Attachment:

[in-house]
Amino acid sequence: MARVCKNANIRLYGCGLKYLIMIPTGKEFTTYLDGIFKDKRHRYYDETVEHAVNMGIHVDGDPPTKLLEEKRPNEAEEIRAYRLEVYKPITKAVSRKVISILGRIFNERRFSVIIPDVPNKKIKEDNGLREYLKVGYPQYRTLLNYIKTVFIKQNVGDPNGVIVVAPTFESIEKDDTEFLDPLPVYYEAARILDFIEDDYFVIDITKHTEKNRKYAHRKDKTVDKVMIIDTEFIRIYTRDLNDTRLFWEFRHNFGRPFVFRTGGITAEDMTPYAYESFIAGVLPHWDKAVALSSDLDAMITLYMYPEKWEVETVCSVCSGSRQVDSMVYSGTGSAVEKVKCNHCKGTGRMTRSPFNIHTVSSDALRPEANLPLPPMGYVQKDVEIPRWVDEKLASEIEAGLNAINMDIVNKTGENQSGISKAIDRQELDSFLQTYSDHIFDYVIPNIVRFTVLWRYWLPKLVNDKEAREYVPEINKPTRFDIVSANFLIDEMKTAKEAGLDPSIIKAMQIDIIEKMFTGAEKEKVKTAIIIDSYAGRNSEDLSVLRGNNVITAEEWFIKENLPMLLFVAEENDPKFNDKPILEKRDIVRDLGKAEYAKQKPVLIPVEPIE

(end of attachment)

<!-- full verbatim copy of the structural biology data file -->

[in-house]
Amino acid sequence: MARVCKNANIRLYGCGLKYLIMIPTGKEFTTYLDGIFKDKRHRYYDETVEHAVNMGIHVDGDPPTKLLEEKRPNEAEEIRAYRLEVYKPITKAVSRKVISILGRIFNERRFSVIIPDVPNKKIKEDNGLREYLKVGYPQYRTLLNYIKTVFIKQNVGDPNGVIVVAPTFESIEKDDTEFLDPLPVYYEAARILDFIEDDYFVIDITKHTEKNRKYAHRKDKTVDKVMIIDTEFIRIYTRDLNDTRLFWEFRHNFGRPFVFRTGGITAEDMTPYAYESFIAGVLPHWDKAVALSSDLDAMITLYMYPEKWEVETVCSVCSGSRQVDSMVYSGTGSAVEKVKCNHCKGTGRMTRSPFNIHTVSSDALRPEANLPLPPMGYVQKDVEIPRWVDEKLASEIEAGLNAINMDIVNKTGENQSGISKAIDRQELDSFLQTYSDHIFDYVIPNIVRFTVLWRYWLPKLVNDKEAREYVPEINKPTRFDIVSANFLIDEMKTAKEAGLDPSIIKAMQIDIIEKMFTGAEKEKVKTAIIIDSYAGRNSEDLSVLRGNNVITAEEWFIKENLPMLLFVAEENDPKFNDKPILEKRDIVRDLGKAEYAKQKPVLIPVEPIE